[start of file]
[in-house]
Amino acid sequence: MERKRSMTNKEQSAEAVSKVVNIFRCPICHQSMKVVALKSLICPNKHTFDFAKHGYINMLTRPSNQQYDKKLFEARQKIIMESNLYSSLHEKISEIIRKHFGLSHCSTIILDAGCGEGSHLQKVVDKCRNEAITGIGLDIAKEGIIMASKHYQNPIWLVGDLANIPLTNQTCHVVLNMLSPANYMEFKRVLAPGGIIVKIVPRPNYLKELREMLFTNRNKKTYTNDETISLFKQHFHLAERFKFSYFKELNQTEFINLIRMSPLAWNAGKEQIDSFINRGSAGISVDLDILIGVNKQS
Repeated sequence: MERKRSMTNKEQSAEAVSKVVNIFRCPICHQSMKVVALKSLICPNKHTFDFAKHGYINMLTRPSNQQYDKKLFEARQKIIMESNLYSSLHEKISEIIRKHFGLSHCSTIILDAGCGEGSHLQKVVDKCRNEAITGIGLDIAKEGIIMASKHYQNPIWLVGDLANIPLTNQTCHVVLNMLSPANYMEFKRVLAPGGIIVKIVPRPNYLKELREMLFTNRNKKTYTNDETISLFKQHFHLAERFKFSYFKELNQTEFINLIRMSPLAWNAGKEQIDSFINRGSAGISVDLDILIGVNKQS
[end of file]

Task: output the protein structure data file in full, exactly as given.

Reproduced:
[in-house]
Amino acid sequence: MERKRSMTNKEQSAEAVSKVVNIFRCPICHQSMKVVALKSLICPNKHTFDFAKHGYINMLTRPSNQQYDKKLFEARQKIIMESNLYSSLHEKISEIIRKHFGLSHCSTIILDAGCGEGSHLQKVVDKCRNEAITGIGLDIAKEGIIMASKHYQNPIWLVGDLANIPLTNQTCHVVLNMLSPANYMEFKRVLAPGGIIVKIVPRPNYLKELREMLFTNRNKKTYTNDETISLFKQHFHLAERFKFSYFKELNQTEFINLIRMSPLAWNAGKEQIDSFINRGSAGISVDLDILIGVNKQS
Repeated sequence: MERKRSMTNKEQSAEAVSKVVNIFRCPICHQSMKVVALKSLICPNKHTFDFAKHGYINMLTRPSNQQYDKKLFEARQKIIMESNLYSSLHEKISEIIRKHFGLSHCSTIILDAGCGEGSHLQKVVDKCRNEAITGIGLDIAKEGIIMASKHYQNPIWLVGDLANIPLTNQTCHVVLNMLSPANYMEFKRVLAPGGIIVKIVPRPNYLKELREMLFTNRNKKTYTNDETISLFKQHFHLAERFKFSYFKELNQTEFINLIRMSPLAWNAGKEQIDSFINRGSAGISVDLDILIGVNKQS